a spacer is a large volume chamber that is attached to the metered-dose inhaler and is used to decrease the deposition of drug in the mouth; the chamber reduces the velocity of the injected aerosol and also serves as a type of filter to allow mainly small drug particles to be deposited in the mouth; the small particles are more likely to reach the target airway tissue

rinsing the mouth after inhalation can also decrease systemic absorption and the possibility of oropharyngeal candidiasis (thrush)

14

CORTICOSTEROIDS adverse

in the inhaled form, thrush may be a problem; when given orally or parenterally a number of adverse effects can be observed

15

Cromolyn and Nedocromil use

Are effective as prophylactic antiinflammatory agents, but are not useful in managing an acute asthma attack because they are not direct bronchodilators
Therapeutic use: mild to moderate asthma; pretreatment with either drug prevents exercise-induced and allergen-induced asthma; especially useful in children due to effectiveness and few side effects (better than corticosteroids)

16

Cromolyn and Nedocromil moa

these drugs inhibit pulmonary mast cell degranulation in response to a variety of stimuli which, in turn, prevents the release of histamine and other granular contents

17

Cromolyn and Nedocromil kinetics & adverse

Pharmacokinetics: both drugs are given by inhalation (MDI)
Adverse effects: usually infrequent and minor; rare instances of anaphylaxis, laryngeal edema, headache, rash, and nausea have been reported (cromolyn is touted as the “least toxic drug” used to treat asthma; adverse effects in 0.01% of patients)

18

Muscarinic Antagonists drugs

Ipratropium (SAMA) and tiotropium (LAMA) are antimuscarinics

19

Muscarinic Antagonists use

variable among asthma patients and is often assessed on an individual basis; differences in parasympathetic tone probably account for the differences; useful in patients unable to take 2 –agonists; not used for acute asthma attacks

20

Muscarinic Antagonists moa

blocks muscarinic receptors (M1, M2, M3) thereby reducing parasympathetic flow and blocking contraction of bronchial smooth muscle; tiotropium differs by blocking only M1, M3 receptors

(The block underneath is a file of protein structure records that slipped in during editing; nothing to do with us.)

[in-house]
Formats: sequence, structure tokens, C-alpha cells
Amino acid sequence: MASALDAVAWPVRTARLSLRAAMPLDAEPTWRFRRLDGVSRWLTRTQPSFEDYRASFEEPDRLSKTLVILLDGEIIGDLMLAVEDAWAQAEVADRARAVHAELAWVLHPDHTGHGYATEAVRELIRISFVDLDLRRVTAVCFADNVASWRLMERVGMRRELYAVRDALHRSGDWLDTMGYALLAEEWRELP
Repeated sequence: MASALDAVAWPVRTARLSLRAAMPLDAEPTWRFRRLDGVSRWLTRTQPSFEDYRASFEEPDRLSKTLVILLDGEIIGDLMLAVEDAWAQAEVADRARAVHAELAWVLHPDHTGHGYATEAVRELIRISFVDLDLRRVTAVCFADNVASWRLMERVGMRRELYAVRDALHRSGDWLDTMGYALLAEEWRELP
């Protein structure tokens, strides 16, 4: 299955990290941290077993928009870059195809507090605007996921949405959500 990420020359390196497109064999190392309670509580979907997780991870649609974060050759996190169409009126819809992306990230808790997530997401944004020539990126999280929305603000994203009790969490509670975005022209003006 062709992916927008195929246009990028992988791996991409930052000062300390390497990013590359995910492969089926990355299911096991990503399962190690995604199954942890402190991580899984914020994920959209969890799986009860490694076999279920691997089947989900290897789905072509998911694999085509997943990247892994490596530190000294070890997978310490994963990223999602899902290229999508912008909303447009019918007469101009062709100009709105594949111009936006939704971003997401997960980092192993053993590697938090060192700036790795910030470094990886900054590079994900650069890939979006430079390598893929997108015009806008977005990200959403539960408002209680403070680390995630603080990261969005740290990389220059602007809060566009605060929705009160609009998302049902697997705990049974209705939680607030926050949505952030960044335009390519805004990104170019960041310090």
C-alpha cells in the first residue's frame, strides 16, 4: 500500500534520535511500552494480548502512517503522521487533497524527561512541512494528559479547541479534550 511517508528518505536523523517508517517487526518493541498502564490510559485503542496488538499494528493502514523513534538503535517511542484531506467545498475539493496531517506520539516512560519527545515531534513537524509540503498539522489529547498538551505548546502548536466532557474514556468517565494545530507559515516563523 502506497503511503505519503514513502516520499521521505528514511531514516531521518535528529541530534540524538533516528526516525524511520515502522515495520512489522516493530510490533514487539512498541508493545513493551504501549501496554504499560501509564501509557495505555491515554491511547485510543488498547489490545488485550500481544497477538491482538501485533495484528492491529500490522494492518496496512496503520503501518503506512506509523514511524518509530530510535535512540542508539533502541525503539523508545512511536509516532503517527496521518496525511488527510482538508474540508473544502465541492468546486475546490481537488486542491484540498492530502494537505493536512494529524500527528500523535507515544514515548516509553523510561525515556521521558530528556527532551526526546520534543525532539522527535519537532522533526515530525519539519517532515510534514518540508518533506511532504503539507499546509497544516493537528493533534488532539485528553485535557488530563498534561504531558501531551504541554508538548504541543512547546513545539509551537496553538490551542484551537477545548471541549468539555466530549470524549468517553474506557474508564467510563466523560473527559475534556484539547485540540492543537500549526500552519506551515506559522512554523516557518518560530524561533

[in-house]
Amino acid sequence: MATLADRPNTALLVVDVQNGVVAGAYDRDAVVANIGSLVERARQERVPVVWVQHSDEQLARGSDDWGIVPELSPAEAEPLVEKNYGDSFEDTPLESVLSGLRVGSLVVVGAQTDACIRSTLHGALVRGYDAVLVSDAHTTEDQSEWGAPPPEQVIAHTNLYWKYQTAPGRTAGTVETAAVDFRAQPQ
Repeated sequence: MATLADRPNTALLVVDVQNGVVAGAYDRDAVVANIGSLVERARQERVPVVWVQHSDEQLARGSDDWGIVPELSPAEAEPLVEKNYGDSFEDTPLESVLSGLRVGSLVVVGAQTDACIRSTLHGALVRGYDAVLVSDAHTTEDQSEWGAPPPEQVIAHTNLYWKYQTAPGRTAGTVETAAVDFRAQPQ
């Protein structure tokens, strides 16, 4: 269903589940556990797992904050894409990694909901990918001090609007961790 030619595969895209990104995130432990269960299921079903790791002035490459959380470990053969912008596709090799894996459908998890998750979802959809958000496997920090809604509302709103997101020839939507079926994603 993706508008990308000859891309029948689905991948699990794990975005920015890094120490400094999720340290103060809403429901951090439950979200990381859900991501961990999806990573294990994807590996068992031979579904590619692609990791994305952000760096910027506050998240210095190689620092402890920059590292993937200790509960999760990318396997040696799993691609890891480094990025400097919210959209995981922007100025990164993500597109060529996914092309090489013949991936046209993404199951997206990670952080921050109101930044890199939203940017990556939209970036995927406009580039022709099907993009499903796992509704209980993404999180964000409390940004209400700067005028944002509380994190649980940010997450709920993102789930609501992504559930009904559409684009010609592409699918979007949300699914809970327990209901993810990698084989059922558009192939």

21

Muscarinic Antagonists kinetics & adverse

Pharmacokinetics: given as an inhaler; slow onset; is sometimes used in combination with a 2 –agonist (albuterol) in a drug called Combivent or Duoneb for COPD; usually given on a regular basis 4 times a day
Adverse effects: minimal since very little systemic absorption occurs

22

Theophylline

Previously was the primary drug used in asthma therapy but has now been largely replaced by 2 –agonists and corticosteroids; is part of a family of compounds known as the xanthines of which caffeine is a member

23

Theophylline use

limited use in asthma patients; not recommended for acute attacks; given chronically, may reduce asthma symptoms and reduce the need for inhaled 2-agonists and/or inhaled corticosteroids; sustained-release form is effective for nocturnal asthma

24

Theophylline moa

inhibition of phosphodiesterase III (PDE III) found in airway smooth muscle, and PDE IV found in inflammatory cells which results in increased cAMP; the net effect is to relax bronchial smooth muscle and to prevent release of cytokines from inflammatory cells; blocks adenosine receptors

25

Theophylline kinetics & adverse

Pharmacokinetics: a variety of factors influence the pharmacokinetics of theophylline including food, smoking, age, and other drugs; given orally, rectally, or parenterally
Adverse effects: theophylline and caffeine have a number of physiological effects on the CNS and the cardiovascular system, and have diuretic actions; GI effects are most prominent

26

Leukotriene antagonists (zafirlukast, montelukast, zileuton) moa

act by blocking the leukotriene receptor – cys-LT1 (zafirlukast, montelukast) or by blocking the 5-lipoxygenase enzyme (zileuton) and inhibiting the formation of leukotrienes; leukotrienes, like histamine, are local inflammatory mediators and bronchoconstrictors

27

Leukotriene antagonists (zafirlukast, montelukast, zileuton) use

alternatives to inhaled steroids in mild asthmatics or as adjuncts to inhaled steroids in severe asthmatics (montelukast used in kids age 1 and over and adults; zafirlukast children age 5 and older; zileuton age 12 and over)